I just erased a bunch of spoilers but I’ll leave this one. At the end, she’s playing to an audience of monsters, she herself having just realized that she is one. I found that just so perfect a statement.

  7. I loved the film and, like some other commenters, saw it as a fascinating depiction of abuse of power. I appreciated ~spoilers ahead~ that we never *technically* get verification of the accusations against her, but we don’t need them. We can put the pieces together. I also loved how coldly it was shot at many points. There was once scene i remember where characters are having an important conversation and we see them from behind at a distance. And so many wide silent shots. Yes, technically it’s from her perspective but we don’t quite get to see in her mind either. I think we have a smidge of sympathy for her bc she probably wasn’t always this terrible. I think power and celebrity let her bad traits flourish and rewarded her for talking down to people like she does in the Juilliard scene.

    We saw everything we needed to see when she changed the score on the cello audition after seeing the shoes. Everything else is just watching her carefully constructed image unravel.

  8. I’m honestly not sure if I’m going to see this movie – I grew up singing classical choral music and I’ve worked with a lot of conductors. But I loved this review!

    “When she speaks, or walks on stage, or even just flicks her conductor’s baton, everyone shuts up and listens!” YES. That is how people treat conductors and now that I’m not in that world anymore, it just seems…wild.

  9. I suppose that other classical music aficionados read this summary and think of the downfall of conductor James Levine, formerly of the Metropolitan Opera, also presumably a harasser of young male hopeful musicians.

  10. I don’t really have the mental bandwith for films that are targeted at audiences over 12 right now. But The House with a Clock in Its Walls was on teevee the other night and Cate Blanchette was fun and pretty in purple. 10/10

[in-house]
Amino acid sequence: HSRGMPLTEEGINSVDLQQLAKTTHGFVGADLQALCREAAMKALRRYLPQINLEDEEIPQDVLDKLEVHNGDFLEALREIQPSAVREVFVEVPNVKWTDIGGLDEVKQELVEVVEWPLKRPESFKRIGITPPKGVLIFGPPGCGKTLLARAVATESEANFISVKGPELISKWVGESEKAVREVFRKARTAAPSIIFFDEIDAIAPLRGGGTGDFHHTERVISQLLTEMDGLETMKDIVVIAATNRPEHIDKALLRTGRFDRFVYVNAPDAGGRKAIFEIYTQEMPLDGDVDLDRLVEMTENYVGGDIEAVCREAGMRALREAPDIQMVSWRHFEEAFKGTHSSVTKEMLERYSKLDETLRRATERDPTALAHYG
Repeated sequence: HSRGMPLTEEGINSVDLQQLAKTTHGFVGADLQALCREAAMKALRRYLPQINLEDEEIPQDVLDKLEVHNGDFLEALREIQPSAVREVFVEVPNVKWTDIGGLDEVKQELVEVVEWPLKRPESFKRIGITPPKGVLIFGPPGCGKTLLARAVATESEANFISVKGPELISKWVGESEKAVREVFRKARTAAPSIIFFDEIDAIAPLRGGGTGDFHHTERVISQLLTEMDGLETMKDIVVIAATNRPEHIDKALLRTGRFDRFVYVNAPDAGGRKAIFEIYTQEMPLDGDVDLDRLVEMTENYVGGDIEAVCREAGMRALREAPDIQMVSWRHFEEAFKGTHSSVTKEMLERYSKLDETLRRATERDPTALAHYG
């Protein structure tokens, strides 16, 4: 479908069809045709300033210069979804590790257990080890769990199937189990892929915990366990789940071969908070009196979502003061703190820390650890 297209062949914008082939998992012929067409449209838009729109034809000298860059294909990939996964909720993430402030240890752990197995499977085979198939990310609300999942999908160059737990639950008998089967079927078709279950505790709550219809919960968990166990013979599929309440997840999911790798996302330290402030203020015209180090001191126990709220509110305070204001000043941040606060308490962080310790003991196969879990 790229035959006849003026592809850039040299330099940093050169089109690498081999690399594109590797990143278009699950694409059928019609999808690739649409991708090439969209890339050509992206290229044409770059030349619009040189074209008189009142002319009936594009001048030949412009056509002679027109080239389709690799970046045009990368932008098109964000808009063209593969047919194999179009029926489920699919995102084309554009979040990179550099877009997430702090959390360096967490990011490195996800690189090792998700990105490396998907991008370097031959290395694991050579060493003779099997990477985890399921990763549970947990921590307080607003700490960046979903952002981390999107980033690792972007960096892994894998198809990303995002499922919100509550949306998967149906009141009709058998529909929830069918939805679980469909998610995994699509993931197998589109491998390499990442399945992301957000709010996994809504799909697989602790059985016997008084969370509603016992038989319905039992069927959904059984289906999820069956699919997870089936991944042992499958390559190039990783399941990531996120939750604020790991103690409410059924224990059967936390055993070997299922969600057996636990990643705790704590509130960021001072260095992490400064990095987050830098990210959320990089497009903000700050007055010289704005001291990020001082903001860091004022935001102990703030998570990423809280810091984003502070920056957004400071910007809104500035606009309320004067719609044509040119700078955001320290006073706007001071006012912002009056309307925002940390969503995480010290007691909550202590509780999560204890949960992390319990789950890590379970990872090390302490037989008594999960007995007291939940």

I enjoyed everyone’s opinions on this film though. I’ll keep it on the list!

  11. cannot for the life of me understand why anyone would make this movie! ugh.

    also, wanted to let y’all know that in the recommended articles i saw under this there are a few movie reviews and articles about Elliot Page where his name hasn’t been changed!

  12. Wow I thought the complete opposite- I read this film as showing a predators downfall, and an important comment on abuse within female relationships. I’m not entirely sure how, especially after seeing the end, where she is making cheesy fan music and throwing up in the street over the thought of buying a woman, you could reach any other conclusion. Her fall from grace was chaotic and delicious and deserved.

    I admit the Julliard scene was very on the nose, and problematic, and I find it hard to believe that a student would have got to this point in their education without studying Bach, as well as the viral video being so clearly a manip that it would never have been taken seriously. It was a little cringe and unnecessary.

    Iabsolutely loved this film. The actors where phenomenal, and the suspense it built throughout had me on the edge of my seat for the full 2 and a half hours. I also just could not stop thinking about it for days.

  13. Thank you for this insightful review. I feel like at least half my personality at this point is hating TÀR. I keep thinking about how the only person who got cancelled in this film is the young woman from the fellowship and the film doesn’t give a sh*t about about what happened to her. Here’s a tik tok I made for everyone who hates this movie: https://www.tiktok.com/t/ZTRxjboBF/

  14. Such a superficial review. Without even considering the nitty gritty of the protagonist or the contemporary themes that have been well played by Blanchett. Big thumbs down. Giving it negative review just because it doesn’t coincide with your liberal narrative…

    • That’s putting it lightly.

      Lydia defamation on the movie was meant to strike a worrisome view of current society, which it succeed. By what the movie shows us, none of the accusations were true but it didn’t matter, not to the movie characters, not to these “critics”.

      This review and many replies just prove Lydia’s point, mere robots on their echo chamber.
      Ironic that the most colourful bunch demand the grayest uniformity.